Mar. 11th, 2011

Okay, here's another point of confusion for a lot of people: what do the words "gay" or "straight" mean when applied to trans people or relationships with trans people?

The answer is quite simple: the exact same thing they always mean.

No, really. It's true! Despite the fact that Netflix categorizes "Boys Don't Cry" as "lesbian drama", a relationship between a trans man and a cis woman is heterosexual.

Here's an easy way to think of it. "Cis" and "trans" are adjectives and you should treat them as being as relevant as any other adjectives. For example, in the sentence "the tall man fucked the short-haired woman" do the words "tall" or "short-haired" somehow affect the sex of the two people involved in the fucking? No! If the sentence was "the cis man fucked the trans woman" the words "cis" and "trans" are similiarly irrelevant. If you care about the sexes of the people fucking, then the relevant words in the sentence are still "man" and "woman".

Applying these ideas further, let us consider the sentence "a straight woman is attracted to men". Hopefully it is clear now that we implicitly quantify over both "cis" and "trans" the same way we quantify over all other adjectives.

Now, is it possible, for example, for a straight cis woman to not be attracted to trans men? I suppose, but she then needs to own the fact that she is not attracted to men in general, but has a much narrower scope to her sexuality. If that doesn't come from a place of bigotry, fine, but I judge it to be as superficial as someone who could never be attracted to someone with brown hair.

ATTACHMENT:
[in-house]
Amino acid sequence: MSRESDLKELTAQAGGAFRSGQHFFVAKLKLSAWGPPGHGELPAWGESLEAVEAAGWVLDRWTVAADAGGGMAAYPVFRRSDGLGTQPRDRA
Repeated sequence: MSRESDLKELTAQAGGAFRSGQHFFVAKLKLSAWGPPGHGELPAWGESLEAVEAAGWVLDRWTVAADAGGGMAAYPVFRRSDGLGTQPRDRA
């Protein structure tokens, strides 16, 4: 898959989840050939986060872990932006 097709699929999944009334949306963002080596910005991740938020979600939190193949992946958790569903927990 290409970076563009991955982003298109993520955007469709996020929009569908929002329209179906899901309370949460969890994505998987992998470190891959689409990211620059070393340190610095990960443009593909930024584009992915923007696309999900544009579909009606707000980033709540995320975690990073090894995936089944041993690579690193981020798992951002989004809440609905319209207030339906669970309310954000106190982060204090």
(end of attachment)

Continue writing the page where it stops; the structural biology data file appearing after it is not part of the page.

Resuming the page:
Now, if you feel uncomfortable with this basic premise you might be having trouble accepting that trans people are who they say they are. In this case, you should probably attend a remedial course on trans issues. Everything I say here is predicated on accepting that trans people actually exist and that their lived experience is not some remarkable act of deceit.

Disclaimer: Yes, I know this comes essentially from a binary-identified perspective, and also doesn't really acknowledge bi- or pansexuality. I was just trying to hit on a particular, basic, kind of fail that I see frequently among straight cis people. One that I think is particularly dangerous because of what they do when they feel our existence threatens their sexual identity.
As a slight note from my last post, given the interpretation of "trans" and "cis" as adjectives I hope it should be clear what is wrong with "transwoman" or "transman". It creates a new word, rather than simply modifying the existing one.

Now, you might say this seems like a minor, pedantic, point. I argue that it's an important exercise in internalizing the fact that when one says "man" or "woman" that cis and trans act to denote proper subsets, with equal standing if not equal size, of the set of all men or the set of all women.

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